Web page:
Chris is working on his “Movember” mustache. Also known as being lazy on vacation! Tragically, he’s threatening to keep it permanently. His wife and son may have to stage an intervention come December 1.


The pool at Lomani. The restaurant is located at the far end and the bures/units are on either side.






One of the reasons we picked Lomani was because they had several scheduled daily activities that were included in the package rate. Snorkeling trips to the reef were always on the menu and we were quick to tag along.



The reef wasn’t anything to write home about and the fish were pretty small but we did see a few new-to-us varieties. Had this been a scuba diving trip, we would have headed out to some of the outer islands, which are known for their big fish and colorful coral. 

A small part of me was thankful that it wasn’t a fabulous diving location; scuba diving is a no-go for pregnant gals and I would have been jealously stewing on the beach. 


About two minutes after I took this picture of the snorkeling boat everyone was making a wild dash back into the vessel as some sort of stinging beastie in the water made itself known. Unfortunately I  had an allergic reaction to the stings/bites and my body was covered was red, itchy welts for the remainder of our stay.  Mercifully they avoided my face, although I am curious to see how my midwife reacts to my polka dotted belly at our appointment next week. I was also a little worried that they wouldn’t let me into New Zealand, thinking that I was suffering from some crazy infectious disease. No pictures of those, peeps, ‘cause they sure ain’t pretty.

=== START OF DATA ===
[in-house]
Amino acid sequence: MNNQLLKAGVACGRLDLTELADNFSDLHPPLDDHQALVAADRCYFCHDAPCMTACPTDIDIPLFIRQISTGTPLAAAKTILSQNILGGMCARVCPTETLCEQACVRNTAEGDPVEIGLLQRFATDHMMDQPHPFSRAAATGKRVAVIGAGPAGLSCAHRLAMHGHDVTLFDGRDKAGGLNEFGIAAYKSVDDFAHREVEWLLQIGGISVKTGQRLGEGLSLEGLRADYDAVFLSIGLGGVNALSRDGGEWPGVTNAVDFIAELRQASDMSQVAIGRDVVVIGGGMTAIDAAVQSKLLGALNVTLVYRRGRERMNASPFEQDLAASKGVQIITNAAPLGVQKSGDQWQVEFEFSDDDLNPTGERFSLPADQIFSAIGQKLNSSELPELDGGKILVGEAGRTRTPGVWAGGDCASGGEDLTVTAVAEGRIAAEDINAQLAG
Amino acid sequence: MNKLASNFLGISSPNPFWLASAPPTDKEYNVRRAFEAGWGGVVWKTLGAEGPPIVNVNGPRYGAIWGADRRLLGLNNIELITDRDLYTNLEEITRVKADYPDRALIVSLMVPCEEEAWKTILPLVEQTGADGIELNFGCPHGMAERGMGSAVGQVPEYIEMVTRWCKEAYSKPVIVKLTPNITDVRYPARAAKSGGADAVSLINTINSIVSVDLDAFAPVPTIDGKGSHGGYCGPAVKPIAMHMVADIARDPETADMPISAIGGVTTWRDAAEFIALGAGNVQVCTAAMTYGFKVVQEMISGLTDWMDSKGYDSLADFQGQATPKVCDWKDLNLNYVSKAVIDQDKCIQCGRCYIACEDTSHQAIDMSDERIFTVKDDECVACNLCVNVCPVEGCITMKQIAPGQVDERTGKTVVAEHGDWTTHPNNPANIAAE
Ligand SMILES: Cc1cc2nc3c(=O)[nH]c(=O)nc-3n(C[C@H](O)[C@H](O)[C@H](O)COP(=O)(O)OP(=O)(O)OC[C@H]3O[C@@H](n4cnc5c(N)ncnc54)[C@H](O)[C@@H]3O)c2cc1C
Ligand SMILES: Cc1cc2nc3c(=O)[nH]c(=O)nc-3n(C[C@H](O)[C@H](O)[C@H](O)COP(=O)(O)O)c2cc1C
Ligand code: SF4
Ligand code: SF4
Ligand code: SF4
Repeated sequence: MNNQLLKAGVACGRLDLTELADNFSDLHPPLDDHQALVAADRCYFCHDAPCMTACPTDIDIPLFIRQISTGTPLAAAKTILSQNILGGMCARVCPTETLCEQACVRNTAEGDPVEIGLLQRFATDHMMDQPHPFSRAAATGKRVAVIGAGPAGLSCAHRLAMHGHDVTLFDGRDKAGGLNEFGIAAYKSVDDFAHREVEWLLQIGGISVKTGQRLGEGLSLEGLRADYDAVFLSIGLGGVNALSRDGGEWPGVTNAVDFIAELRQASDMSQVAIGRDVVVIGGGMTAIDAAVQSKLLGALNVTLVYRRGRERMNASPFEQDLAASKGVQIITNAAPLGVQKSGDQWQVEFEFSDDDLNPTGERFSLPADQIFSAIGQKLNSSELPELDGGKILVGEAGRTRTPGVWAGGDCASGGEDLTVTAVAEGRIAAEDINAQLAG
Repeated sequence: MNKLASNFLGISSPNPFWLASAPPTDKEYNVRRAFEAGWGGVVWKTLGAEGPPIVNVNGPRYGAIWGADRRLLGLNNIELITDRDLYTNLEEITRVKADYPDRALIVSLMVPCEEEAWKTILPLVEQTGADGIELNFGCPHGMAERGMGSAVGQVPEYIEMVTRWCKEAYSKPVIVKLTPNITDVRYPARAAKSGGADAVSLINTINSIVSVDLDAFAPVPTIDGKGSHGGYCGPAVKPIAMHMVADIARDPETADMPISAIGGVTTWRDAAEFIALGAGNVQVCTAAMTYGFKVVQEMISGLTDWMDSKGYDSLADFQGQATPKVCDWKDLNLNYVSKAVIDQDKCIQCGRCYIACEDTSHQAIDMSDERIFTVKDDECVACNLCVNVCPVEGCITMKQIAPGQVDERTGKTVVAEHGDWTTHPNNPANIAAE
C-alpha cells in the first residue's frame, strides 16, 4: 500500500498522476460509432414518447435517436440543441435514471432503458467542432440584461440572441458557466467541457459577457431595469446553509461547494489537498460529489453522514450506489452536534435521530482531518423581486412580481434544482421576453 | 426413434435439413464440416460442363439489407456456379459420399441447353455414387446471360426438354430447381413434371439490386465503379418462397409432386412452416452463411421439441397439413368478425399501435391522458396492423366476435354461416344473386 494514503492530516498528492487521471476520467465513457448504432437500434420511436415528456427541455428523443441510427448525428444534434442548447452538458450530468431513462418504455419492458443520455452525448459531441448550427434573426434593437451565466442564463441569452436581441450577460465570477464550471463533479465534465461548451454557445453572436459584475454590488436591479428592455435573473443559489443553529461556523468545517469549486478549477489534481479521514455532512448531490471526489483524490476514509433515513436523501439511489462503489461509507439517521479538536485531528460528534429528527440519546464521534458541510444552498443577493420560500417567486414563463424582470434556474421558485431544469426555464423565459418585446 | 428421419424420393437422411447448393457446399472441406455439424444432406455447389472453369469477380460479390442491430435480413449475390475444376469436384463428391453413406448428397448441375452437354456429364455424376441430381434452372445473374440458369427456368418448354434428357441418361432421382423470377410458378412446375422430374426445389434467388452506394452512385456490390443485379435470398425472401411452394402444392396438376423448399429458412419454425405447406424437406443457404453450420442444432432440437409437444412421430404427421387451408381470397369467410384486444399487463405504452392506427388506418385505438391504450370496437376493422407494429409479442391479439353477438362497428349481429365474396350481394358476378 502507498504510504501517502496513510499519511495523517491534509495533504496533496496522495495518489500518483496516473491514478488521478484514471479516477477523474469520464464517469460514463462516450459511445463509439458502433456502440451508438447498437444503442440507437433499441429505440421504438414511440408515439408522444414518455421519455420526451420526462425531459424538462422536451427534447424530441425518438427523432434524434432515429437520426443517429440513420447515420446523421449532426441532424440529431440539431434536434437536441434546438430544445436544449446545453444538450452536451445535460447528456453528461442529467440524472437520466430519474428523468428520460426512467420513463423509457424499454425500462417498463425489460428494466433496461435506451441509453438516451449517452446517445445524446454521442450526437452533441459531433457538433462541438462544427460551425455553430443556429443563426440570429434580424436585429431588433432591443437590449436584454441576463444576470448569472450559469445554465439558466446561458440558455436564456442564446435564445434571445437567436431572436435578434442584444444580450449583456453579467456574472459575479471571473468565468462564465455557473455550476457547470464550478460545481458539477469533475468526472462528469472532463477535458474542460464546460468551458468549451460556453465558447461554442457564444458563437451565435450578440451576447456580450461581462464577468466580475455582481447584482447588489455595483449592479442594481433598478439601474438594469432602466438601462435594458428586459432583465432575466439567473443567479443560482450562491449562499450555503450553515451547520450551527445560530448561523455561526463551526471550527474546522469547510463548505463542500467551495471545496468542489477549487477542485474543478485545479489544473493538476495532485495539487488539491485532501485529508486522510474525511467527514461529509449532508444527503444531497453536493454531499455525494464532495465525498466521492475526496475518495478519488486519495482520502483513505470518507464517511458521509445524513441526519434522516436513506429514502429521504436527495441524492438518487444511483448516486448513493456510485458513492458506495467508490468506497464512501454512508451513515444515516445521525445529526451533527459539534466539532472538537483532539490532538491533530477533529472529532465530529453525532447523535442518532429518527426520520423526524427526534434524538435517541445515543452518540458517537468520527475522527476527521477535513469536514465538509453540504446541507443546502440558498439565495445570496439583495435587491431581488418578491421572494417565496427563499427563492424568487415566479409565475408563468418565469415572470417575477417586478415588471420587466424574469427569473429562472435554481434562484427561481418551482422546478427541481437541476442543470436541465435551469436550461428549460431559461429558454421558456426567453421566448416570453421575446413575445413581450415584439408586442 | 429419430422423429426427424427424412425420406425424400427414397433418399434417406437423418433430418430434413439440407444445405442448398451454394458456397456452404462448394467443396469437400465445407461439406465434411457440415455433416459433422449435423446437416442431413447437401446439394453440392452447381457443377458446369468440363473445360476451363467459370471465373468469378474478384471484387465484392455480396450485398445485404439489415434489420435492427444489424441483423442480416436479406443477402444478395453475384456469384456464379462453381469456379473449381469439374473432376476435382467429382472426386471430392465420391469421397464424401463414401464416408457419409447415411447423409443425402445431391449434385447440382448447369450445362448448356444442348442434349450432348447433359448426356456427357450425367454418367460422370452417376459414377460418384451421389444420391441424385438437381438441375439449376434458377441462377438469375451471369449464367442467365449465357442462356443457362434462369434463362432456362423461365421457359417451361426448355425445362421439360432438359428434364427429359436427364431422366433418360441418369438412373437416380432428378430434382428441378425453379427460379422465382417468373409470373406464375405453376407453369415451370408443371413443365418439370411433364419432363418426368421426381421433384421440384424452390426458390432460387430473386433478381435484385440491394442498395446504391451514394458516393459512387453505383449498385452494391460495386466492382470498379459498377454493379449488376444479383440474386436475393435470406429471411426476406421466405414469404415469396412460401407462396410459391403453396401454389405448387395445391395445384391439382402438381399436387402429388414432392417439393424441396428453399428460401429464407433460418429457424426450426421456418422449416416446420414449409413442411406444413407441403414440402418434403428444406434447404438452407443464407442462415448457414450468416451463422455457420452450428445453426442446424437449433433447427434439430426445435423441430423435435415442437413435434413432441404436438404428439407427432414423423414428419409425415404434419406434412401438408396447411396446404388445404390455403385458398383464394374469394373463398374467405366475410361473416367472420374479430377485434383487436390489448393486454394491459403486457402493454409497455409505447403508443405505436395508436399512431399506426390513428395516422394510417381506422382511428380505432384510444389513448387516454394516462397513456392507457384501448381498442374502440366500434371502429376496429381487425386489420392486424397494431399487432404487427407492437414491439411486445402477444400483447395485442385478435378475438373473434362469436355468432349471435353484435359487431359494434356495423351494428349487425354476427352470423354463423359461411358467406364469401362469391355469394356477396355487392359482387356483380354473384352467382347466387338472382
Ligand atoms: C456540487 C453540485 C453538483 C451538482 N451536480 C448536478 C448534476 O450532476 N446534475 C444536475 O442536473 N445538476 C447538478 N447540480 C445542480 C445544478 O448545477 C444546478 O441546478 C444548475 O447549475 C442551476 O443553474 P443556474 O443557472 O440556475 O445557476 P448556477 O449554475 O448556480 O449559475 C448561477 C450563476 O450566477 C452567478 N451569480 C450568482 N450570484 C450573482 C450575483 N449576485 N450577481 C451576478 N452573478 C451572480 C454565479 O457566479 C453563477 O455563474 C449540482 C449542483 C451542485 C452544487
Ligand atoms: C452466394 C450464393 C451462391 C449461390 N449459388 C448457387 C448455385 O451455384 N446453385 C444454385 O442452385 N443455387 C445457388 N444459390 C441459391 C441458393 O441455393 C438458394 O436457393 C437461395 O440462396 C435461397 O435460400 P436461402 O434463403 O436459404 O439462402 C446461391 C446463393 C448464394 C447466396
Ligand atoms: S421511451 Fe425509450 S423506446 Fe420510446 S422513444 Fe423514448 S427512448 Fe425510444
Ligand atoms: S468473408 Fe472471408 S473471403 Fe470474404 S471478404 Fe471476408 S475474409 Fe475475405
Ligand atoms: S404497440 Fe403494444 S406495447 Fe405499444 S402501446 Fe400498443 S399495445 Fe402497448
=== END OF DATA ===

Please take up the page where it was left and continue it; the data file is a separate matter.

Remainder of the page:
One of our most fun excursions was handline fishing from the boat. I planted myself in the bow and dropped my hook overboard. Please excuse the giant hat; it was a last-minute purchase at the marina and kept this pale Seattlelite from becoming a nice shade of tomato red. 


Chris with his catch: a wee little fishy that was destined for the soup pot.

But look who managed to bring home the big bacon! I’d love to tell you that my rock cod put up a ferocious fight but it was really just a matter of feeling the tug and then winding in my line. 



Newbie fishing skills aside, it’s an awesome feeling to literally put dinner on the table. Nevermind that I had nothing to do with the cleaning, preparing, or cooking of said dinner. This was, hands down, the best meal of the trip.



We also did a bit of island exploring via bicycle. Hanging out exclusively on the beach makes one forgetful of the wild tropical jungle that comprises the natural inland vegetation. 




Stinging things aside, we got our fill of snorkeling. 


Mostly because I love feeling almost weightless (and not dragging along twenty extra pounds of baby weight!).




Aside from the fishes, we didn’t see many wee beasties. Except for the giant frogs that would emerge each evening on the lawn in a quest for dinner.



They were pretty tame; imagine me laying nose to nose with this guy in an attempt to snap his picture. Perhaps a little too bold - we saw several squashed specimens on the road during our bike ride. Which, given that there aren’t many cars on the island, is saying something. 


Also, I find it highly ironic that there is a mosquito hanging out on his back. Dude, turn around and gobble that sucker up!



One last bit of fauna:


All in all, not a bad way to start the vacation. 



I’ll post Lomani Resort reviews at a later date.

xo, 

Sonja